How to become a Reaper pilot
There is a misconception out there that you can stick any kid with a few hours of PS4 or Xbox gaming under his belt in the pilot seat of a MQ-9 Reaper and there you have your pilot.
However, as a recent conversation with Lt Col Stallworth, 558th Flight Training Squadron commander at the Joint Base San Antonio-Randolph, revealed things are not quite that simple.
So if you fancy yourself as a RPA pilot here is a taster of the undergraduate course. First you need to be an Officer in the US Air Force but we can assume you have done that already.
If you think you’ll never fly an actual aircraft being an RPA pilot, you are wrong. Upon arrival at Randolph you are shipped off to Pueblo, Colorado, for some basic aircraft training in a DA20. This is to give Officers on the course an introduction to basic flying concepts explained Stallworth.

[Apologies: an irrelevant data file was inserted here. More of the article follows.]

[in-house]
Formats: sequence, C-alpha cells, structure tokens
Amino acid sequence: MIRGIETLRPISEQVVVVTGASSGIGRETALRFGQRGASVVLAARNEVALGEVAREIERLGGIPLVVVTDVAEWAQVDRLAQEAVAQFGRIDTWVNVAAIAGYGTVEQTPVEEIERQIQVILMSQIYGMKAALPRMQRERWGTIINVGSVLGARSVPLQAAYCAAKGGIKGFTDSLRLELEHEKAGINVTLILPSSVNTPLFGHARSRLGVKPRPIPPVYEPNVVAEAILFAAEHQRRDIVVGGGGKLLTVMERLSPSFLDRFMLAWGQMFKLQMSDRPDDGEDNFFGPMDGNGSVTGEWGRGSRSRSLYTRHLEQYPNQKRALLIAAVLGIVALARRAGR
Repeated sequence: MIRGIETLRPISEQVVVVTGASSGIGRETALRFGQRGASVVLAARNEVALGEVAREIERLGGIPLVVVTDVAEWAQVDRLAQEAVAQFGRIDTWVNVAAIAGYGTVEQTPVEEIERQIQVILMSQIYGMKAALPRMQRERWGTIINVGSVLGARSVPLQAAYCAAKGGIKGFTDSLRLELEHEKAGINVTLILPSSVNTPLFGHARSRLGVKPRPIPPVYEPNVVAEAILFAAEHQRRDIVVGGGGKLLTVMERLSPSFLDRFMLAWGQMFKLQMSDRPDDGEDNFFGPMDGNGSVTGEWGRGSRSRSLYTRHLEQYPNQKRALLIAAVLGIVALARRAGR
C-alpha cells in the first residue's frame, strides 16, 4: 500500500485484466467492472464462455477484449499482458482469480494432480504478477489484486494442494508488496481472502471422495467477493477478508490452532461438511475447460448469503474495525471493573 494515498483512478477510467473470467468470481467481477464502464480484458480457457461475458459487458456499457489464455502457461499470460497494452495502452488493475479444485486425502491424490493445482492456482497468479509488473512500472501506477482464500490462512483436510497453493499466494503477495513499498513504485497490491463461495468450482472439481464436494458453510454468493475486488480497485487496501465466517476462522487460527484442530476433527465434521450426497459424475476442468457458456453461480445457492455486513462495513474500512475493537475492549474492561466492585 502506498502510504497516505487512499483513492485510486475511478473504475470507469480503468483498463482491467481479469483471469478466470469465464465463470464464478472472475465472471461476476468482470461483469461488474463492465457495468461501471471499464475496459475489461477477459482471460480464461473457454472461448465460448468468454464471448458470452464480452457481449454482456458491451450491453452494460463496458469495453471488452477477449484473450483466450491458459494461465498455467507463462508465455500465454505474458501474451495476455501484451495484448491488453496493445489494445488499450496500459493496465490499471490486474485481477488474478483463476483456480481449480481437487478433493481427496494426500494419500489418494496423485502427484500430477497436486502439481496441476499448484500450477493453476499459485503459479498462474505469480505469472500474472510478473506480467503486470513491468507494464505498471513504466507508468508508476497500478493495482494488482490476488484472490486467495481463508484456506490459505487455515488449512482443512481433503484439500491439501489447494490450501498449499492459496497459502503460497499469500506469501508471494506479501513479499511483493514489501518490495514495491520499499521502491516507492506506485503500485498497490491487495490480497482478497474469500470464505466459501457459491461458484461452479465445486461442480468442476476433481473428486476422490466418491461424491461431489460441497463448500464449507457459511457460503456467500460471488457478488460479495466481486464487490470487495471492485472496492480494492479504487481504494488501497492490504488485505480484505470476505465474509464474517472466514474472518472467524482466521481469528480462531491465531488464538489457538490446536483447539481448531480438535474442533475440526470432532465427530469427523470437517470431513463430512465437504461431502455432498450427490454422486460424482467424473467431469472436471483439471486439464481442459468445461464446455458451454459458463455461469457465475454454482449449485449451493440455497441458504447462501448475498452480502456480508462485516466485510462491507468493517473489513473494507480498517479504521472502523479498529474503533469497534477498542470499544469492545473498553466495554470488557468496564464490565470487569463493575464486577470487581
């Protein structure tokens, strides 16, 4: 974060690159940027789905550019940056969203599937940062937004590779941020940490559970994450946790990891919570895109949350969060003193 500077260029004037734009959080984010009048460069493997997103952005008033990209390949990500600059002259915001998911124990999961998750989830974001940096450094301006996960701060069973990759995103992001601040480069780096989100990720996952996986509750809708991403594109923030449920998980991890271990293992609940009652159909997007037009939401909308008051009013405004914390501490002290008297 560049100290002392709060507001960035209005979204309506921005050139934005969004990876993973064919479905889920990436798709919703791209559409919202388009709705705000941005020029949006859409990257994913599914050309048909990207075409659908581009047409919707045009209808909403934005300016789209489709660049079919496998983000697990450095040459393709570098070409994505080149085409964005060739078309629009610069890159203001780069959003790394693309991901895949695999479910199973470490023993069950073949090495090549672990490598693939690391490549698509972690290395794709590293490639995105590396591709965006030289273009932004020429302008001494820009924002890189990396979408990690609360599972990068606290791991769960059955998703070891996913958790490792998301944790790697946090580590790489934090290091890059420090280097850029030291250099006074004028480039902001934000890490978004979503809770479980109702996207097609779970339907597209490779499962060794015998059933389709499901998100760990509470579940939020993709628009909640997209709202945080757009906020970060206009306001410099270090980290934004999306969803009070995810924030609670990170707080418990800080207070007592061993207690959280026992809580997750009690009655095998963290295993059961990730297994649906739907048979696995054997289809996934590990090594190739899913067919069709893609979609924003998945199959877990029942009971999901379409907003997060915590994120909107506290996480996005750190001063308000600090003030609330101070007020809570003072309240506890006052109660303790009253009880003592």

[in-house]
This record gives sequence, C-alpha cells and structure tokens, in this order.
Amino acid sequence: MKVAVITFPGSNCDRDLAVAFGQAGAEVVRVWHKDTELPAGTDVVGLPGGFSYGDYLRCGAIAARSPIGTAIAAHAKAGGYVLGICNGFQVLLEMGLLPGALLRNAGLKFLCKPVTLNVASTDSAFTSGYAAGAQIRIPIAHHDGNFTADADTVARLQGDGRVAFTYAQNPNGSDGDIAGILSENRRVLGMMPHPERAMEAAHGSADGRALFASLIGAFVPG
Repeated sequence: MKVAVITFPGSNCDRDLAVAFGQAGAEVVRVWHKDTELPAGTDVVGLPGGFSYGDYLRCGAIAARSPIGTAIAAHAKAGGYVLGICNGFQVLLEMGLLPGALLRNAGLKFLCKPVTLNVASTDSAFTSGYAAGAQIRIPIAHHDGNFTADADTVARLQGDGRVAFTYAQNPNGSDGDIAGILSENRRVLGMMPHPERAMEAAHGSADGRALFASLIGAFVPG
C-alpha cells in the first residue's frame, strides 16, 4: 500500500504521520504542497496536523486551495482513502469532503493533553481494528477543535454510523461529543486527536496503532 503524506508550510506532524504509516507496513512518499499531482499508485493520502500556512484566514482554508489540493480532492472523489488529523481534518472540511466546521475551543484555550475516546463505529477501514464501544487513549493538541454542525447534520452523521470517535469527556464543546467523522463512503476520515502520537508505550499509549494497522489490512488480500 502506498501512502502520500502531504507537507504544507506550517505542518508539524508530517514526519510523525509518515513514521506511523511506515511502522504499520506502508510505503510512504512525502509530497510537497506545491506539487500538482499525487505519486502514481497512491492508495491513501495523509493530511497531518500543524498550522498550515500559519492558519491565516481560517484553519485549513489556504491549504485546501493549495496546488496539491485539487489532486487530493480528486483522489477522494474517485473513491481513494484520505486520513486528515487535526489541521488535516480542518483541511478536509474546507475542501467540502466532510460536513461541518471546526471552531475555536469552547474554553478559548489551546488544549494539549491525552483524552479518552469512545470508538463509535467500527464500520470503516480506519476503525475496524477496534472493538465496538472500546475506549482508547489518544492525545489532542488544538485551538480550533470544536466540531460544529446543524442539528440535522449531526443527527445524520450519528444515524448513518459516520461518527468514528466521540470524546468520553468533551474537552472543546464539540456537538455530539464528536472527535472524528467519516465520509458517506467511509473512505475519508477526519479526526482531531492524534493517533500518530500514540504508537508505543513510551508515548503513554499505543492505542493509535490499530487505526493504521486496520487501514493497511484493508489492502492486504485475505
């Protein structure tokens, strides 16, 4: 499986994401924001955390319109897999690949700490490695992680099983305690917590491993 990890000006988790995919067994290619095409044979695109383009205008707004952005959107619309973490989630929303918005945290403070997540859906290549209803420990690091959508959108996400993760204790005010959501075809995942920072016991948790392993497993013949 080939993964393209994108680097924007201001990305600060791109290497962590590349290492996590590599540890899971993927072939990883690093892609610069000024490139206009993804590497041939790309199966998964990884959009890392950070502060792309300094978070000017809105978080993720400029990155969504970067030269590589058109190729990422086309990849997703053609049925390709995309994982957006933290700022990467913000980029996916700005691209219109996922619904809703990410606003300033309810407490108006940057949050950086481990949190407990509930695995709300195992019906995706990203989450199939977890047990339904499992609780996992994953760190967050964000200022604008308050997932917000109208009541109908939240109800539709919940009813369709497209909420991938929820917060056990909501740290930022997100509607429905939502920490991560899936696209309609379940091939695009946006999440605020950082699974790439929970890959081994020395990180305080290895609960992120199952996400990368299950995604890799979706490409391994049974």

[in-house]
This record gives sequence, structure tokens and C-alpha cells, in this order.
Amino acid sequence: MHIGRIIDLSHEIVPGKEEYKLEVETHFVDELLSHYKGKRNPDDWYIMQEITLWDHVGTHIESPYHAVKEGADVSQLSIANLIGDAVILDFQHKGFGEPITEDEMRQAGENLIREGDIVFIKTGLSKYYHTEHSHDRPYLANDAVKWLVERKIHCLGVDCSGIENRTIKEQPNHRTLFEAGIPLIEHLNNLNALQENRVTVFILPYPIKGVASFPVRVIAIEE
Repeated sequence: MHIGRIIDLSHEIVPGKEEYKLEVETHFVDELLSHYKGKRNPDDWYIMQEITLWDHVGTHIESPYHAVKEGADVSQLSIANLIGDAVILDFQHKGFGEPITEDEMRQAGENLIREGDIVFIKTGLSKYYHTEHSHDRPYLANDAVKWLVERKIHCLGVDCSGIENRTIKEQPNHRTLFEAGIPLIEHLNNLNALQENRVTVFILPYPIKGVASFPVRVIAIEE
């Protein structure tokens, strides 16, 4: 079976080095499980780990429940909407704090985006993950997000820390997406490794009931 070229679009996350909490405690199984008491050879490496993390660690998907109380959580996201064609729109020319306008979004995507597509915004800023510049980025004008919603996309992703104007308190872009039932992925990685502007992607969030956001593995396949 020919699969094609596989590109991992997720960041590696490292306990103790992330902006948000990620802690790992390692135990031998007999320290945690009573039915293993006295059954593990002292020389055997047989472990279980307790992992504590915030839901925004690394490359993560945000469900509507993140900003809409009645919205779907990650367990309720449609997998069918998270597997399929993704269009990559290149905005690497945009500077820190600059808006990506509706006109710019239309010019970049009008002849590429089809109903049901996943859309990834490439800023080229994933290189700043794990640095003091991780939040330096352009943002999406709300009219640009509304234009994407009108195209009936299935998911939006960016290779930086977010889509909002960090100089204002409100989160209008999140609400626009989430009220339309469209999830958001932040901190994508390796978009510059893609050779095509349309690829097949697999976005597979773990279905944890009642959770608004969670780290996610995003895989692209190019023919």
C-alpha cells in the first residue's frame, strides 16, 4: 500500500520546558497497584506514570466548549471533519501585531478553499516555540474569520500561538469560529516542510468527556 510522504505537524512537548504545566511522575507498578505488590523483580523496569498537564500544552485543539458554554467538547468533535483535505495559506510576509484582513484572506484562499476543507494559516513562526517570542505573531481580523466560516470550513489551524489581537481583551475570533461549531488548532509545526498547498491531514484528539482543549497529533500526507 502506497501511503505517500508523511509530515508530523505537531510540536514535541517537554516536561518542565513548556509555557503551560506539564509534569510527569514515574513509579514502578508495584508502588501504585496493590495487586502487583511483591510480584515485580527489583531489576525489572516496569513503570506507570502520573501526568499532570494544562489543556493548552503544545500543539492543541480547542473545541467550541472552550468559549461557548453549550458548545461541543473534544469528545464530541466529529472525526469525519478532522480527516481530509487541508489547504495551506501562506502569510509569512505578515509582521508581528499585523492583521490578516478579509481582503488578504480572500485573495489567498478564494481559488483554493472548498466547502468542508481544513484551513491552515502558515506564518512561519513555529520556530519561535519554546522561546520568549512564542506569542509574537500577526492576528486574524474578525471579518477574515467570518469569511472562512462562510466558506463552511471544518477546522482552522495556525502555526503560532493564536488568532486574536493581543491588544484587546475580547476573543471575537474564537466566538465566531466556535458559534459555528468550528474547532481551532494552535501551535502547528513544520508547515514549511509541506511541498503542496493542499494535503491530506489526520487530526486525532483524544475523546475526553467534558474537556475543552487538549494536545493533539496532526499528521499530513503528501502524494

This stage gives you 40 hours of flying time and takes around two months.
Next on the agenda is an instrument qualification course. Admittedly this does not sound quite as exciting but is necessary to teach prospective pilots the nuances of flying in an instrumented environment.
This phase is carried out on a simulator that is based on a T6 Texan 2 Aircraft, also another manned aircraft which is used to train aircraft pilots in the USAF.
Then finally on to the Reaper – kind of. In the third and final course of the undergraduate programme, students are taught the fundamentals of deploying an RPA with 78 hours of academic and 31 hours simulator training on a desktop system that replicates an MQ-9 Reaper.
Once qualified the students are then sent off the either Holloman or Beal Air Force Base for further training depending on which aircraft they are going to fly.
That’s just the undergraduate course. Not a single PS4 in sight.
(Keep an eye out for the next issue of Military Training and Simulation News for the full interview with Lt Col Stallworth and more on unmanned vehicle training)